I’m a creature of habit: I get into my house, walk to the fridge for a snack, sit at my desk, and then reach for a candle. A decade ago, I was your classic “saver”—a hoarder of the “trophy” candle. It would arrive as a gift, get unwrapped and remain on a shelf gathering dust but gleaning compliments from houseguests. I’m not sure what changed, but these days I’m the polar opposite. I can’t be in a room without burning one.
They relax me, help me stay focused, uplift my mood, and mask aromas I’d rather not aerate around my compact open-plan flat (usually post-takeaway). They also come in handy when someone asks you what you’d like for your birthday/Christmas/anniversary present. It’s not that hard to go wrong with a candle. Especially if it’s a Jo Malone one because let’s face it, they’re the sign you’re a real candle lover. Clock one of those in someone’s lounge and it’s like a silent nod of approval. But how much of a Jo Malone fan are you? Here are 10 facts you can dish out when you next spy one sitting on someone’s shelf…
- Pomegranate Noir is the best selling candle.
- The amount of Jo Malone London home candles bought in December would burn for 740 years if they burned consecutively.
- It takes 16 artisans to produce each candle.
- Each candle is made and hand-poured in the English countryside.
- No two wicks are the same. All are 100 percent cotton, but each one is a different weave or width depending on what will give the best burn performance for that fragrance.
- There are over 400 different kinds of cotton wick to trial when designing a candle.
- Sometimes discontinued fragrances make a comeback, like the limited-edition White Lilac and Rhubarb. It's joined the collection of charity candles that aim to grow awareness of mental health.
- 75 percent of every charity candle ($52) sold is donated to Jo Malone’s charity partners.
- Peony and Blush Suede is the most popular wedding candle.
- Jo Malone candle vials are often repurposed. The most popular uses are stationary pots, makeup brush holders and cotton bud jars, although one customer reported using an empty Luxury Candle ($495) for her Christmas trifle.
Want More Stats?
It isn’t just Jo Malone candles that are trending. Mintel reports that 43 percent of Brits used a scented candle last year and that two in five air care launches were candles. In fact, 60 percent of people use them to create a cozy atmosphere, 33 percent rely on them to get into the spirit of a season such as Christmas or Valentine’s Day and 24 percent see them as a de-stressing tool.
Or, if you’re like me, all of the above—in my candle cupboard, there’s a distinct divide between mood, fragrances, and different rooms. Anything floral or sensual gets sectioned off to the bedroom zone, leathery or green scents are ideal for the lounge and communal living areas (as they have big enough notes to waft through open-plan areas), while zesty or fresh notes get aired in the office to keep me feeling alert and revitalized.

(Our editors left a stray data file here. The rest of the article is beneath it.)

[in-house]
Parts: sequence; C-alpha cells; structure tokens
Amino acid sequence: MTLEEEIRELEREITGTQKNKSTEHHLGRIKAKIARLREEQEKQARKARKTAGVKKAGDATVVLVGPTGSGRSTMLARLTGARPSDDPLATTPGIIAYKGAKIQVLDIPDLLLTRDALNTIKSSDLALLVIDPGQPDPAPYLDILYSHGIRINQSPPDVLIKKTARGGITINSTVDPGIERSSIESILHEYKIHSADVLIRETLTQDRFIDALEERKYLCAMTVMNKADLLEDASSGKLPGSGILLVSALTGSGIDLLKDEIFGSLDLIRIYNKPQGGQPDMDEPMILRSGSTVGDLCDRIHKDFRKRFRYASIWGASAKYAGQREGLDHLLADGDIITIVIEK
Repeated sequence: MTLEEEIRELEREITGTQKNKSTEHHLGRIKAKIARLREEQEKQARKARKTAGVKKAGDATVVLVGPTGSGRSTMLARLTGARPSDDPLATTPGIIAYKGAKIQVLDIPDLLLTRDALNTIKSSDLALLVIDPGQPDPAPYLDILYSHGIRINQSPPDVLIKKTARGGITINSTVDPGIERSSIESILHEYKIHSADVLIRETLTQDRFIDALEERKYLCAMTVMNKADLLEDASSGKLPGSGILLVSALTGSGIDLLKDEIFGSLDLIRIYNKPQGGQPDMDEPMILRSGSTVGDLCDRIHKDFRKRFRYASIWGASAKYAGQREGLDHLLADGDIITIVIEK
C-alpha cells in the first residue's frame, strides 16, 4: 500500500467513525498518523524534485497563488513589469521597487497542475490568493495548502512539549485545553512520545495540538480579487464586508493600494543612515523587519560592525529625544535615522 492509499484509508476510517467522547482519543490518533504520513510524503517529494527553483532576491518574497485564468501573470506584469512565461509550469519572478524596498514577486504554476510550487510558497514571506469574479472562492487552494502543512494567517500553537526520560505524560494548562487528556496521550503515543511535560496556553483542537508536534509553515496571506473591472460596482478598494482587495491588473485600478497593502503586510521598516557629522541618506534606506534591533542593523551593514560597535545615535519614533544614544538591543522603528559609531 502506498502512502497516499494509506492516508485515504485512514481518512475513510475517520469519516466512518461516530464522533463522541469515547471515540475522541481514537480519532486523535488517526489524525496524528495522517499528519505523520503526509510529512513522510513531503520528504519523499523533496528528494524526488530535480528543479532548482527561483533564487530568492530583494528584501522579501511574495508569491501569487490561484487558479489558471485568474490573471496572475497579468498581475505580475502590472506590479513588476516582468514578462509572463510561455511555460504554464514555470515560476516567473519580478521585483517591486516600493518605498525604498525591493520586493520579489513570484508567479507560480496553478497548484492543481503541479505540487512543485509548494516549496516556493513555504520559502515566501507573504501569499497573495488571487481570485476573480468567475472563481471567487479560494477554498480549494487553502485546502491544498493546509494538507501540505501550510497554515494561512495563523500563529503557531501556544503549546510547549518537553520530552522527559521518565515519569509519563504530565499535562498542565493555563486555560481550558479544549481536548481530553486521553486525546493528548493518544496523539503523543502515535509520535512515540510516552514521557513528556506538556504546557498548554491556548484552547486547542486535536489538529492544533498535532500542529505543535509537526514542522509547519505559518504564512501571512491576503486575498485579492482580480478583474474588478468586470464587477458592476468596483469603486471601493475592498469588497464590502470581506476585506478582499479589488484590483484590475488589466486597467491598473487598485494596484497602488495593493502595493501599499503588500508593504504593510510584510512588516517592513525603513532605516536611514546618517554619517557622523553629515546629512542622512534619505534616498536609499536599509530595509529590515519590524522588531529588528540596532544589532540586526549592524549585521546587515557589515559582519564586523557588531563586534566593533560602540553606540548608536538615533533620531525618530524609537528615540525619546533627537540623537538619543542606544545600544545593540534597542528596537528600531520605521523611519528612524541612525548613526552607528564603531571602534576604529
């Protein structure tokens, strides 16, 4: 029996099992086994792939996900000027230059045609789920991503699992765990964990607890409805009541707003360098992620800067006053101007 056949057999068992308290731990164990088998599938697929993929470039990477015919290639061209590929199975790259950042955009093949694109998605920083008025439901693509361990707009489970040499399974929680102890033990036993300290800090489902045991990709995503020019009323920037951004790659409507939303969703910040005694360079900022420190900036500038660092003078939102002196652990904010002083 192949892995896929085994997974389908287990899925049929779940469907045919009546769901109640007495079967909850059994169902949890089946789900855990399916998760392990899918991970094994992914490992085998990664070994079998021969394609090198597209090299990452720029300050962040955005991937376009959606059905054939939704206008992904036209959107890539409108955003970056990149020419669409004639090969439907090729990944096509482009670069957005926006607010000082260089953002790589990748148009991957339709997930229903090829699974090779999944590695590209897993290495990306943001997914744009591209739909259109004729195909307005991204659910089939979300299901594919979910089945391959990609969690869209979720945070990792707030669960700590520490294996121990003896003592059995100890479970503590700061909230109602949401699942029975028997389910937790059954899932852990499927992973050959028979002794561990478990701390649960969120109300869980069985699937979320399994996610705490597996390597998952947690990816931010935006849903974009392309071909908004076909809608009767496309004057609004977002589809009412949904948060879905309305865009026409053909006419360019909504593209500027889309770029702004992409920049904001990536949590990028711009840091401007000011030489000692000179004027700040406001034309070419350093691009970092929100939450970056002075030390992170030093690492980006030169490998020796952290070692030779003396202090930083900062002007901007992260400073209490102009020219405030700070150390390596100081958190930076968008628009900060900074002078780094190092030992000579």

Rachel Parker, brand manager at The Eclectic Lifestyle Company, says “zoning” is key when fragrancing your home, as you can use your sense of smell to create a mood and atmosphere: “In the study, you may want a fragrance that’s motivational, such as peppermint or lemongrass, but for rooms where you want to be able to 'chill,' you should go for a scent that promotes calmness through natural scents, such as lavender or sandalwood. There’s no real 'rule' about which fragrance works best in a room, but there are general guidelines you can use for creating different moods through fragrance.”
She suggests relaxing notes like lavender, chamomile, or sandalwood for the bedroom, or florals if you’re feeling romantic. For kitchens, citrus is well known for cutting through “unsavory” smells, and Emma South, Jo Malone London’s fragrance and lifestyle expert, flags the zesty, herbaceous Basil and Neroli ($67) or Grapefruit candle ($67): “Both neutralize the air after cooking and awaken the palate.”
As well as kitchens, bathrooms can often need an aromatic refresh depending on what’s been occurring beforehand. Clean or ozonic fragrances like sea salt or marine notes that conjure up the outdoors work well.
Finally, there’s the living room, which is where you can get your most creative. Although, think about what it’s being used for before you strike a match. “It serves so many different purposes—whether it’s a place to relax or somewhere to entertain so choose a fragrance that’s not too intense or only carries notes from one fragrance family—floral fragrances, for example, can be very polarizing,” warns Parker. And if all else fails, light up that Pomegranate Noir ($67). The entire Jo Malone fan club can’t be wrong.
Shop Our Favorite Candles Below:
This is an all-natural soy wax candle made with hand-blended botanicals and hand-etched concrete. The bold yellow packaging and citrusy scent make this a better kitchen accessory than a sous chef.
This one’s a blend of tuberose and rose. If you want your boudoir to become a sanctuary of calm, light this and wait for the soft florals to radiate the room. Since it’s made from essential oils, when you blow it out, dip your fingers in the warm melted wax and use it as a skin nourisher.
This subtle looking, subtly scented candle is a real crowd-pleaser, which makes it perfect for lounges and living areas. Extra points for the on-trend copper lid that you can pop back on when it’s unlit so it won’t gather dust.
Just like communal spaces in the home, you want candles in a crowd to be inoffensive. This floral bouquet is romantic without being cloying or old fashioned and is why brides-to-be go gooey-eyed over its aroma.
There’s something delicious about minty-fresh breath, which is why fashion designer Anya Hindmarch wanted to re-create it in a candle. Spearmint and peppermint combined with grapefruit and rhubarb clear the head and disguises unsavory aromas. Bathroom ready.